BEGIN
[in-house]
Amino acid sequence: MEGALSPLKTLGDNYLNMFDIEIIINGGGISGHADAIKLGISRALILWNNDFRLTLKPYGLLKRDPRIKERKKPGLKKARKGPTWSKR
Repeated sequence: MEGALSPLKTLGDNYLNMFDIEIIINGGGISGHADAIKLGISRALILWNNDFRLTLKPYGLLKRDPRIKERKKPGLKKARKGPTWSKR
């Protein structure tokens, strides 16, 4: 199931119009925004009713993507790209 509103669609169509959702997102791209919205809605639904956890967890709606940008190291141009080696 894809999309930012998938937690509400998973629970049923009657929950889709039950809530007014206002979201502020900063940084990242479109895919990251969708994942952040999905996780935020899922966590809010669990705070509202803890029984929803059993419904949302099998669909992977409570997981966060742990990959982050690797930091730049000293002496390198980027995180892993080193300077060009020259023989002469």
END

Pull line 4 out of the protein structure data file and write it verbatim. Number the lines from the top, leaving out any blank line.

């Protein structure tokens, strides 16, 4: 199931119009925004009713993507790209 509103669609169509959702997102791209919205809605639904956890967890709606940008190291141009080696 894809999309930012998938937690509400998973629970049923009657929950889709039950809530007014206002979201502020900063940084990242479109895919990251969708994942952040999905996780935020899922966590809010669990705070509202803890029984929803059993419904949302099998669909992977409570997981966060742990990959982050690797930091730049000293002496390198980027995180892993080193300077060009020259023989002469």